There's a strange sound emerging from some Pennsylvania libraries. It's not the sound of pages turning or scanners scanning—it's the distinctive dainty, nimble strum that comes from a ukulele. Jeremy Hartley of the Centre Daily Times writes that a group of libraries in the central part of the state is working to make ukuleles available to one and all for checkout.
With the help of a local ukulele club, the Allegheny Ukulele Kollective, players can check out an instrument along with a bag that contains a tuner and an instruction book in libraries across Pennsylvania. Hartley writes that the program, which is already live in four libraries, will eventually encompass 32 regional libraries in Centre, Bedford, Blair and Cambria Counties.
The program doesn't stop there: Each library that offers a ukulele will also contain a ukulele-playing librarian. On its website, the Kollective writes that it will train at least one librarian per site so that people who check out the instruments will have someone to help them with the basics. Amazingly, it's not the only uke program in the United States. Early last year, a ukulele lending program went into effect in Omaha, Nebraska, after librarians decided that the instruments were inexpensive and portable enough for checkout.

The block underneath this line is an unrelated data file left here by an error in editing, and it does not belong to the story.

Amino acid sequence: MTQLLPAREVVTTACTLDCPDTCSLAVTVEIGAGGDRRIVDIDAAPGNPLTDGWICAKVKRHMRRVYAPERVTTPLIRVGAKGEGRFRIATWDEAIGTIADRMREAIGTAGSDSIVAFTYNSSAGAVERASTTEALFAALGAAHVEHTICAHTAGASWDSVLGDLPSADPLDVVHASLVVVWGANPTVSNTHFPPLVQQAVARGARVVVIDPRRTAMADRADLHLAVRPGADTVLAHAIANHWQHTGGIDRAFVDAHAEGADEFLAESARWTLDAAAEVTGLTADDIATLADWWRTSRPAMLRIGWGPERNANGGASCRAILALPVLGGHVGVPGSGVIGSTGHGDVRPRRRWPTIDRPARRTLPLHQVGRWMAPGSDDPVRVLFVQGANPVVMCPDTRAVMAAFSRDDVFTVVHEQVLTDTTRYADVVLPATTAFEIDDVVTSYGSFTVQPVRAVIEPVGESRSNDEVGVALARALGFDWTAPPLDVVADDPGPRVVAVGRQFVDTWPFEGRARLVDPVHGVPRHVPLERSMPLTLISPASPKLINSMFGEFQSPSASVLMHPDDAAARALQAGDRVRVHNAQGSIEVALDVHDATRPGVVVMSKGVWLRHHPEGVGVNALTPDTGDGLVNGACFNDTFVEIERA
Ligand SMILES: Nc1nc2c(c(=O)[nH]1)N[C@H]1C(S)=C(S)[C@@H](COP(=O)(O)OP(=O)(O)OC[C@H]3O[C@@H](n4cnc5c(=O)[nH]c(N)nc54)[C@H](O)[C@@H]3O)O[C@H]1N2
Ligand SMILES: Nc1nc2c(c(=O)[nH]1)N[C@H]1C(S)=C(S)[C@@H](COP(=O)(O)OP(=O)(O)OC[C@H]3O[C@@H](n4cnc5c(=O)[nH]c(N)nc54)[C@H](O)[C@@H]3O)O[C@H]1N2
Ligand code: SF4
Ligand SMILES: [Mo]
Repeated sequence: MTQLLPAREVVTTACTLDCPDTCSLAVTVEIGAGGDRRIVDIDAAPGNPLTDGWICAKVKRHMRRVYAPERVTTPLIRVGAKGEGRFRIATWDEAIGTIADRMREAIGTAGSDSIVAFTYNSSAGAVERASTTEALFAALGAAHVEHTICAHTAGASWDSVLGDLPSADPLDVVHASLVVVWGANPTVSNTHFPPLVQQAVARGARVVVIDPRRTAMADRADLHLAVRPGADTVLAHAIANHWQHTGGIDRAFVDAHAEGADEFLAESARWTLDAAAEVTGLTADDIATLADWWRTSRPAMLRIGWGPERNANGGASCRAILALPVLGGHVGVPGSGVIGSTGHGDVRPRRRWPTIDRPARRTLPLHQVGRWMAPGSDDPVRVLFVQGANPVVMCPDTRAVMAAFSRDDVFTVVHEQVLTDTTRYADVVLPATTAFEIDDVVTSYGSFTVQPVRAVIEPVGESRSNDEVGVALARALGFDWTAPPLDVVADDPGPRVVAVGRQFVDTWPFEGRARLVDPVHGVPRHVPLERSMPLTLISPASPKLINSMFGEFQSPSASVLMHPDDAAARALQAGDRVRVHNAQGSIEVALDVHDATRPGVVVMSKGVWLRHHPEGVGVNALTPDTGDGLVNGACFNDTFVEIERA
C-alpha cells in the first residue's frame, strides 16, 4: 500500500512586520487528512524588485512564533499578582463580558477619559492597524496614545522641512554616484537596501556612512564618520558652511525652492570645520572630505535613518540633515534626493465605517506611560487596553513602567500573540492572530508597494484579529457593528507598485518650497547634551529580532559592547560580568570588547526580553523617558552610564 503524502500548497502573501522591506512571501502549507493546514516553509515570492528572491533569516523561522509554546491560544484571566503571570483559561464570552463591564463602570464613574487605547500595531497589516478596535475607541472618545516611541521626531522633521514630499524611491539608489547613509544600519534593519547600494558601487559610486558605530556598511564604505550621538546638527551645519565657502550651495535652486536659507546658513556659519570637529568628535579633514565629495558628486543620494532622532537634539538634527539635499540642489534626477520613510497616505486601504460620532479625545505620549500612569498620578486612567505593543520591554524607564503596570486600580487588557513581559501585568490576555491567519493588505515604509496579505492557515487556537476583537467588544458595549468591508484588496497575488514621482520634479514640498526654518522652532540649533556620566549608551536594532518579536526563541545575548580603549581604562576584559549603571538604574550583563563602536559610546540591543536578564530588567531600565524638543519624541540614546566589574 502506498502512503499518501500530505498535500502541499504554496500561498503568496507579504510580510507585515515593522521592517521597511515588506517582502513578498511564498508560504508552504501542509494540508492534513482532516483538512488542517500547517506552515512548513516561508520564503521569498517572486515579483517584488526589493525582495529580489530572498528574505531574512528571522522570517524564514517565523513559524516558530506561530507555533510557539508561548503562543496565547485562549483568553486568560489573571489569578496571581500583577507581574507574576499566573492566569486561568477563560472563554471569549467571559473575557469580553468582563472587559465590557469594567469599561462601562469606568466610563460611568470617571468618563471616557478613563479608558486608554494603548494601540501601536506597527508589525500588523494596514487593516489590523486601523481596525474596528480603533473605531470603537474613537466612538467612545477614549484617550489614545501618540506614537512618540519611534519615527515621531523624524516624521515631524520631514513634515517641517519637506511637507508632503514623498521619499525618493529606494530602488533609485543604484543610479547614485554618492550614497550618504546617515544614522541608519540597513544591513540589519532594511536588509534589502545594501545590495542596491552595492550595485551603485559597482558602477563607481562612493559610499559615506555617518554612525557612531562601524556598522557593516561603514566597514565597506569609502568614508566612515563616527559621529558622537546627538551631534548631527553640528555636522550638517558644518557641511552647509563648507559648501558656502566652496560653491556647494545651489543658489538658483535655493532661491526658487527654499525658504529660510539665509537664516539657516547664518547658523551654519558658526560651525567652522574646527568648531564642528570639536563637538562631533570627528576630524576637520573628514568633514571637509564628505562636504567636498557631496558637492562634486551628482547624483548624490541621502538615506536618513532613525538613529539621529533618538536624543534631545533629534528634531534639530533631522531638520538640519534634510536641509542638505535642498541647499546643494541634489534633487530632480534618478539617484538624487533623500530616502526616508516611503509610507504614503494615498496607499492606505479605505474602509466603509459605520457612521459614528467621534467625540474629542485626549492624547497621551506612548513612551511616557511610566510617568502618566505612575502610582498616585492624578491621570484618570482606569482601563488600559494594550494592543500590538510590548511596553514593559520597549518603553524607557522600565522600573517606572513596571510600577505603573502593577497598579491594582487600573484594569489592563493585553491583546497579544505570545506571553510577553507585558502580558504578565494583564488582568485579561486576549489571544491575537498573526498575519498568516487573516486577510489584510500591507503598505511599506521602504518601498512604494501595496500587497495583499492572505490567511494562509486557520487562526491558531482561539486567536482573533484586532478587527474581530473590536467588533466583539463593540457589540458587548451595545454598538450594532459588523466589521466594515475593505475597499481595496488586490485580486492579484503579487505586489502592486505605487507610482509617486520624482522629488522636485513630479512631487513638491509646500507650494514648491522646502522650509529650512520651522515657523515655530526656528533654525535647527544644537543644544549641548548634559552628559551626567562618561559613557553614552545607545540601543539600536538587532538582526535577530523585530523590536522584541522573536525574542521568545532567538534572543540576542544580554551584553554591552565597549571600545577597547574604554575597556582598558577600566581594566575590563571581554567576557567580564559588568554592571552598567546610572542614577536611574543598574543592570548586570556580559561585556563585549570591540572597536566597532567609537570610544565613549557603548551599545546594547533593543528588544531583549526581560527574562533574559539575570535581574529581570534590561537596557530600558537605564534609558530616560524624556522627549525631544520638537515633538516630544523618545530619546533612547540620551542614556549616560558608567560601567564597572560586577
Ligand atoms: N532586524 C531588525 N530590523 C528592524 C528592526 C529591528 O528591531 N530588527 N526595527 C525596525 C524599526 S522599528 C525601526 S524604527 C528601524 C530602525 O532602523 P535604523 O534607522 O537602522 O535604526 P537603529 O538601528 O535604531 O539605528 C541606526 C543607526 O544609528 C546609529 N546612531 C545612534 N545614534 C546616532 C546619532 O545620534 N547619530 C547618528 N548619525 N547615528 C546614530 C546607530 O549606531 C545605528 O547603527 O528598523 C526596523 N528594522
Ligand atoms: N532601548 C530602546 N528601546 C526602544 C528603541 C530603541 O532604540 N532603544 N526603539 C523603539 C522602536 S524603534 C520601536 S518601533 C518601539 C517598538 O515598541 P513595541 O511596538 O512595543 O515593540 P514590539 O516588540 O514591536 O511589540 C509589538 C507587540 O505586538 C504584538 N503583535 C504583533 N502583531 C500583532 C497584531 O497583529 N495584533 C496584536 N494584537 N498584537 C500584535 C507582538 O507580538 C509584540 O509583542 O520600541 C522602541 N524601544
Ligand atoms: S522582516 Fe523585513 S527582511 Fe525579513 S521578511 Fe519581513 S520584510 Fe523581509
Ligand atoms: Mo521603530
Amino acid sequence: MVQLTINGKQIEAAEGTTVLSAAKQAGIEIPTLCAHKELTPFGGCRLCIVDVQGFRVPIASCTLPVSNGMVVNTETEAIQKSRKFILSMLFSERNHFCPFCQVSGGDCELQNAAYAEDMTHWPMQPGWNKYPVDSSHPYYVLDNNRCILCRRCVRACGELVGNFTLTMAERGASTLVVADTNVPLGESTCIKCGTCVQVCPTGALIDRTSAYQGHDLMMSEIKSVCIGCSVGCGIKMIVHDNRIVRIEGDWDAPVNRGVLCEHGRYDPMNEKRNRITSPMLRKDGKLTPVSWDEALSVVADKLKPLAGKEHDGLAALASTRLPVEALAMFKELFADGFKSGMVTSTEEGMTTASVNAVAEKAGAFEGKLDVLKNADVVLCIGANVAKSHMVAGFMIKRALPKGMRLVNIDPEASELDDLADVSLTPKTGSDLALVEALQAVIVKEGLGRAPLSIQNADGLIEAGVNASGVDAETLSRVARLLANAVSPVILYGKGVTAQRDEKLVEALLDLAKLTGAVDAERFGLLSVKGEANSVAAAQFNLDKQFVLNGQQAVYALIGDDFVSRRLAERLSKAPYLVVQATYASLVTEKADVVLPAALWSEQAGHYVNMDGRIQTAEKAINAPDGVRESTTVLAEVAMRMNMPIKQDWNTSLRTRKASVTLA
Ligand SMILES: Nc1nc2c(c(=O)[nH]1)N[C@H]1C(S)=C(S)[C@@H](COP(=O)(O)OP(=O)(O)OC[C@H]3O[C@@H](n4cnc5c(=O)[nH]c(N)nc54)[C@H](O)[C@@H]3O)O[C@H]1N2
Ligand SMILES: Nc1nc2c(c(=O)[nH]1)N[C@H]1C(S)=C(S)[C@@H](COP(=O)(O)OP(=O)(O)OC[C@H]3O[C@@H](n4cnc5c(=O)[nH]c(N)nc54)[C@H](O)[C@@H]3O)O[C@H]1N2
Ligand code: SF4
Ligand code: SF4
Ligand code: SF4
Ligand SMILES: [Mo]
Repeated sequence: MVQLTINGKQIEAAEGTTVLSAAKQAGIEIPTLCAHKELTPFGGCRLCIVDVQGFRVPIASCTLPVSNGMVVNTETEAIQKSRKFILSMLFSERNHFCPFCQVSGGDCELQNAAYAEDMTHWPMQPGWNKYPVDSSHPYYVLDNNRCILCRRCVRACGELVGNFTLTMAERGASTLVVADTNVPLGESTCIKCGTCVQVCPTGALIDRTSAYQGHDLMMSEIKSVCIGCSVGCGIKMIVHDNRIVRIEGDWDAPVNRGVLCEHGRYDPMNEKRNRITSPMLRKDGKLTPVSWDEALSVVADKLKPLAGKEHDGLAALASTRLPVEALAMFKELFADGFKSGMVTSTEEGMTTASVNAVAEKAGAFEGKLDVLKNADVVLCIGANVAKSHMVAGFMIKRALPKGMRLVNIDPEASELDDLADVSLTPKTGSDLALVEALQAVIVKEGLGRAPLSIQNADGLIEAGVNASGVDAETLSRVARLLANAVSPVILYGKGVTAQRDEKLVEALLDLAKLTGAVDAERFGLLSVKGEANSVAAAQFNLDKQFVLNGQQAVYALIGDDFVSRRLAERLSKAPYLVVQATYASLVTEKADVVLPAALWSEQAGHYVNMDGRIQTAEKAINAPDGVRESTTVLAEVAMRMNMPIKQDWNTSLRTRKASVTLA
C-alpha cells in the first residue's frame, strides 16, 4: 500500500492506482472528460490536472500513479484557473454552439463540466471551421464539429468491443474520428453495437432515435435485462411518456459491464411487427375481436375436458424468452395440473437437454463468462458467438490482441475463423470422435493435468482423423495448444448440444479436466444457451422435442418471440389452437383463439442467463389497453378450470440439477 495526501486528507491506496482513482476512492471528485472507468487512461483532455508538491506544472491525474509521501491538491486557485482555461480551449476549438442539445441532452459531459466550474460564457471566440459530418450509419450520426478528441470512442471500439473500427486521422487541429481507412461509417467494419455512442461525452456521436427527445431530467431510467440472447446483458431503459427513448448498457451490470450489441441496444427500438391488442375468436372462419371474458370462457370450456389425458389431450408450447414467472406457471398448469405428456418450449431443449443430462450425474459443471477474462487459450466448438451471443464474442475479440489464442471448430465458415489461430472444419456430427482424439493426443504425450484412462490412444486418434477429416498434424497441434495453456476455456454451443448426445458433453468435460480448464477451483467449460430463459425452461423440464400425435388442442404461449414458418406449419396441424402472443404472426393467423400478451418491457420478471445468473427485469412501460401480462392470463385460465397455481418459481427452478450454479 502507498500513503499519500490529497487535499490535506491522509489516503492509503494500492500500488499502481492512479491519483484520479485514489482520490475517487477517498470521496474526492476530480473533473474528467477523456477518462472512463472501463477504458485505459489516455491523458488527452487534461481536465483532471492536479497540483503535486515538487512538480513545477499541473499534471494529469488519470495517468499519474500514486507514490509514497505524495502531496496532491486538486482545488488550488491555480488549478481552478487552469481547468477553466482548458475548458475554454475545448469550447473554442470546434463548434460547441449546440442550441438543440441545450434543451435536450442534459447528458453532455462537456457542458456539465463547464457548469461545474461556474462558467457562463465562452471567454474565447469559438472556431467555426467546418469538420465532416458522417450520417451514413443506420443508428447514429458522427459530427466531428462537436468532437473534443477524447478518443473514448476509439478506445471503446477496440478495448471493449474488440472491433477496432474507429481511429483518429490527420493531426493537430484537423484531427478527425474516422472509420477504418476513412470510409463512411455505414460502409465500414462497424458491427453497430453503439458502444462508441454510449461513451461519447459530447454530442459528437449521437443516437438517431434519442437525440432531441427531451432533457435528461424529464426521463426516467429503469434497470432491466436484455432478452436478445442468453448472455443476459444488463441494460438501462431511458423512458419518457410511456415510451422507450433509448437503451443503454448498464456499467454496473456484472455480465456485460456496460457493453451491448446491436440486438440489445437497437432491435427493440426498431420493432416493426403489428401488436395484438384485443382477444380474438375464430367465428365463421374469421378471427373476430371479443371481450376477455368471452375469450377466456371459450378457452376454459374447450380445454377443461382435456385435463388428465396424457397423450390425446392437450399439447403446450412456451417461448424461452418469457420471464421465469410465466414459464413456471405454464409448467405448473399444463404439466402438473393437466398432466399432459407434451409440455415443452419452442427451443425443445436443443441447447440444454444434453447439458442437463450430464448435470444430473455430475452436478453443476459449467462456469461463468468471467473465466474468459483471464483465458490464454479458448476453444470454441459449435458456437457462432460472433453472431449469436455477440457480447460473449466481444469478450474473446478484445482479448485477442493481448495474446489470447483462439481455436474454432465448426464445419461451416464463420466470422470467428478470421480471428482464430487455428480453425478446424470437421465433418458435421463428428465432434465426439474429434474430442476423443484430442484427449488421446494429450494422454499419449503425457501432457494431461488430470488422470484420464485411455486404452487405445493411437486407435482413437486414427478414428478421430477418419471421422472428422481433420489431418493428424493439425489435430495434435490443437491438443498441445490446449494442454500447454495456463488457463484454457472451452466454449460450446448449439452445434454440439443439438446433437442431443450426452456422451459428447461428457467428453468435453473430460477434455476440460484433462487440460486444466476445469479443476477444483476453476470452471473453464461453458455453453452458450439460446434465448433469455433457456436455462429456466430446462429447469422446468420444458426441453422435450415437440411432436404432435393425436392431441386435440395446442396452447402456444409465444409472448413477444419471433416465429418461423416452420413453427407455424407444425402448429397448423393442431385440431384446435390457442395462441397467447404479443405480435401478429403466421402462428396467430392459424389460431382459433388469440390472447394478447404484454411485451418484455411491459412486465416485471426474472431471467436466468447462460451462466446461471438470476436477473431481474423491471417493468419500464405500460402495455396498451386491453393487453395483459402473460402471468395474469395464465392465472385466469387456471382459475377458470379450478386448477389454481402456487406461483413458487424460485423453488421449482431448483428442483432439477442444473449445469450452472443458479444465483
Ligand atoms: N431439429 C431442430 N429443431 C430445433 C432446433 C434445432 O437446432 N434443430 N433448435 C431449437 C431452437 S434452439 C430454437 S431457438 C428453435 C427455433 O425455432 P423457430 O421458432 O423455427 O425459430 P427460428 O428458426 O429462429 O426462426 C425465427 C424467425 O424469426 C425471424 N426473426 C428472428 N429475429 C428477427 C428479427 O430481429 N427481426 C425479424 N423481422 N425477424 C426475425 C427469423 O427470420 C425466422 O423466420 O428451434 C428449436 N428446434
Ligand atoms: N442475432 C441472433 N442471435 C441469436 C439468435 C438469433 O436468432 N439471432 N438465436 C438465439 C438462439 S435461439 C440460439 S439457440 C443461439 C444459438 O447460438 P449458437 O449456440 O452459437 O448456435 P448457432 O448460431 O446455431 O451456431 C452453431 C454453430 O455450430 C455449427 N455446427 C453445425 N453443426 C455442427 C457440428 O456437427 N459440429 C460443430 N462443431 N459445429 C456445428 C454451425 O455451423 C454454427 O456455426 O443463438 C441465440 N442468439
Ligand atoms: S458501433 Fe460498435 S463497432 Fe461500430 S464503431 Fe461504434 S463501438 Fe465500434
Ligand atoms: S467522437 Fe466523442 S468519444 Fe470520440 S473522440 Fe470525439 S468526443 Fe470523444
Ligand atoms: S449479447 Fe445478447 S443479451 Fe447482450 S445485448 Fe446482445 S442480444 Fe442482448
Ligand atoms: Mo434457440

If the idea of libraries checking out objects instead of books sounds odd to you, you're well behind the times. As communities evolve and libraries become even more important gathering places and information centers, more and more are offering seemingly offbeat items for checkout. Wi-Fi hotspots are just the beginning. In Iowa Falls, Iowa, you can check out a bike or a pair of ice skates. States such as Indiana and Colorado offer state parks passes at local libraries. In Maine, homeowners can check out an energy efficiency monitor. In Alaska, it's easy to borrow a polar bear pelt or a stuffed bird. And in Virginia, library patrons can check out people, not books, in 20-minute increments to learn about their life experiences.
Lending objects beyond books doesn't just make libraries more fun—it keeps them relevant. The sound of a ukulele may make your mood a bit sunnier. But so will the knowledge that your local library can serve more than your need to read.